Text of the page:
A call to FEMA’s news desk, however, found even they didn’t have any non-Internet information readily available beyond suggestions that people call 911 in an emergency. When asked where folks should turn for information if they have no power, a FEMA worker said, “Well, those people who have a laptop with a little battery life on it can try that way. Otherwise, you’re right.”
Back in 2006 we pointed out FEMA’s fraud and waste in the aftermath of the Hurricane Katrina’s disaster in New Orleans (or at least cited the Government Accounting Office):
The GAO, the investigative arm of Congress, found at least $1 billion in disaster relief payments by the Federal Emergency Management Agency were improper and potentially fraudulent because the recipients provided incomplete or incorrect information when they registered for assistance. (GAO report)
Oddly enough, our least favorite former FEMA chief Michael “heck of a job” Brown was quick to weigh in with political advice:
“Right now,” Brown maintains, “both campaigns need to let the first responders and governors do what they need to do. Basically say, ‘If we can help in any way, let us know.’”
Since Hurricane Sandy has dominated headlines in recent days, 2011 comments from Romney saying that FEMA should be shut down and power should be given to the states have resurfaced. His campaign has clarified that Romney believes states should have more authority, but he does not think FEMA should be abolished.
Brown agrees. “It’s more of a statement of fact…. This has always been my theory. The stronger you make the federal government, the weaker you make local governments…. State and local responders need to be as robust as they possibly can…. What FEMA should be doing right now is coordinating, [telling governors and mayors], ‘What do you need? How can we help?’”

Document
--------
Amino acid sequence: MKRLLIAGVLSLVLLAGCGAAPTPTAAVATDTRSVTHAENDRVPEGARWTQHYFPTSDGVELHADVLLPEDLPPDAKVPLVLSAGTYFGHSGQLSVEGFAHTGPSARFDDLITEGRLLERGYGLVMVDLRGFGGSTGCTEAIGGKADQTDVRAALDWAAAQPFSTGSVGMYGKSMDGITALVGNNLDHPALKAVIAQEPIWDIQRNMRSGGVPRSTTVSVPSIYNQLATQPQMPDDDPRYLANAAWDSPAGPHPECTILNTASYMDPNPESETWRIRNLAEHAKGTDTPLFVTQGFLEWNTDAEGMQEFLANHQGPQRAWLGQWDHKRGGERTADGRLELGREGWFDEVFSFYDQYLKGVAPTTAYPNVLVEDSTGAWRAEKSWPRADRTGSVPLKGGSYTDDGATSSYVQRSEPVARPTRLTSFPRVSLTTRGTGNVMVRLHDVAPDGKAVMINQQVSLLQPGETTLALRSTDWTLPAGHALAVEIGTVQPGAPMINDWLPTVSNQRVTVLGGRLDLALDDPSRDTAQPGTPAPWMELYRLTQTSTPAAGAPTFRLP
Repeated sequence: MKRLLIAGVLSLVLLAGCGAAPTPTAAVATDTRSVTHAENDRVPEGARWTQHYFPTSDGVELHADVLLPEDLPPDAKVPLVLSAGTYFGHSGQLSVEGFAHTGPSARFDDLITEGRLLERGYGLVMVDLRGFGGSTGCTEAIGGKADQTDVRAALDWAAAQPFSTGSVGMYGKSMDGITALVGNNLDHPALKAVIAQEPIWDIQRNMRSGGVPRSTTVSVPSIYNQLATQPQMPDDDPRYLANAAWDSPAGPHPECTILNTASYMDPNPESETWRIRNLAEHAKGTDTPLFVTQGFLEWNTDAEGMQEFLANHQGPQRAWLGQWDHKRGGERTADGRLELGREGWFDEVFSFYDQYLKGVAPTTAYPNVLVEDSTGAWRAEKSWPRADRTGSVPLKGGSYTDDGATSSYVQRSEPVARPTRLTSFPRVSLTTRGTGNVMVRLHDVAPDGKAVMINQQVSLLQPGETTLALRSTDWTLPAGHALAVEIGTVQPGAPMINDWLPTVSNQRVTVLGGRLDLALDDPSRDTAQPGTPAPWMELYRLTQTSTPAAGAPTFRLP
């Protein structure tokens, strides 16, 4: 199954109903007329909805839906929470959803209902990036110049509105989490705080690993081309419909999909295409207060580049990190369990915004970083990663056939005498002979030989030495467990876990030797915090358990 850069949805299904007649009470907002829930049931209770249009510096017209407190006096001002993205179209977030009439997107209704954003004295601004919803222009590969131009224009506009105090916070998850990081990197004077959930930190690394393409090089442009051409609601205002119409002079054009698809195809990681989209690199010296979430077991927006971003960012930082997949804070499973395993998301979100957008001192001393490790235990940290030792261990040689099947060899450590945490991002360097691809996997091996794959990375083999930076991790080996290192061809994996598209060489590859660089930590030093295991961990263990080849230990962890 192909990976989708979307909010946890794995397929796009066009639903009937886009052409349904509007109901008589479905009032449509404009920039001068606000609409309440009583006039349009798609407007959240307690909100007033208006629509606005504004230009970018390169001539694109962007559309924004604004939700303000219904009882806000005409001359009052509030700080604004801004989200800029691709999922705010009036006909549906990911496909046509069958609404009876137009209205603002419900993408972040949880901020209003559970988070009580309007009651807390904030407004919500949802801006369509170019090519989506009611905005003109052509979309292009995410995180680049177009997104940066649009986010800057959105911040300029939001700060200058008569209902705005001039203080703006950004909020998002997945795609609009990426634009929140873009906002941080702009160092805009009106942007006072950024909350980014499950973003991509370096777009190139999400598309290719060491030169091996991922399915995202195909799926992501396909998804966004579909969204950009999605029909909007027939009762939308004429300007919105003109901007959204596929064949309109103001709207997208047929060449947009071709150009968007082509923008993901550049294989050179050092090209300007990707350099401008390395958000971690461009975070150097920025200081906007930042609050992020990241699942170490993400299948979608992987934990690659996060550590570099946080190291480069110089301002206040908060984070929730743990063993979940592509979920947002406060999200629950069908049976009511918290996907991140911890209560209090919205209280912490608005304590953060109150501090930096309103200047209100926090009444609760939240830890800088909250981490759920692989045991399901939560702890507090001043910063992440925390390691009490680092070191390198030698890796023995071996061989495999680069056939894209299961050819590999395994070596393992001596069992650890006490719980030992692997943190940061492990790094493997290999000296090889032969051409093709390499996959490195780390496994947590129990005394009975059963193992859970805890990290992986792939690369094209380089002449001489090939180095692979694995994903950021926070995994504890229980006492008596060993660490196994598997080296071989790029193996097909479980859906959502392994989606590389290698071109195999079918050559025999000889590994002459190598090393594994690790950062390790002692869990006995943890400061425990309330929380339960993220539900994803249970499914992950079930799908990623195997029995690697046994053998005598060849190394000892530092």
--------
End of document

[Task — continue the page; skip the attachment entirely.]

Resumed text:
He adds, “Everything that really needs to be done is a state and local issue…. The feds are more about helping financially.”
But some refugees wary of FEMA’s checkered history may have some hope when dealing with the federal aid-givers. If you’re not comfortable with the idea of marching into a designated “FEMA camp” that has been rightly or wrongly maligned, you can actually bring your guns and ammo with you.
Gun rights groups had sought the change, saying the original policy violated Second Amendment protections for gun ownership. Kinerny said FEMA made the change after consulting with lawyers.
FEMA said it has been general policy for several years to prohibit guns at such parks anywhere in the country. But two gun rights groups — the National Rifle Association and Second Amendment Foundation — said they found out about it only this month as a 600-trailer encampment opened near Baton Rouge.
Wayne LaPierre, the NRA’s executive vice president, praised the change. ”It is wrong to force citizens to give up their constitutional rights in order for them to get a needed federal benefit,” he said in a news release.
We here at Hammer of Truth wish the victims of Hurricane Sandy a speedy recovery, and we certainly hope FEMA won’t get in the way of their recovery and rebuilding this time.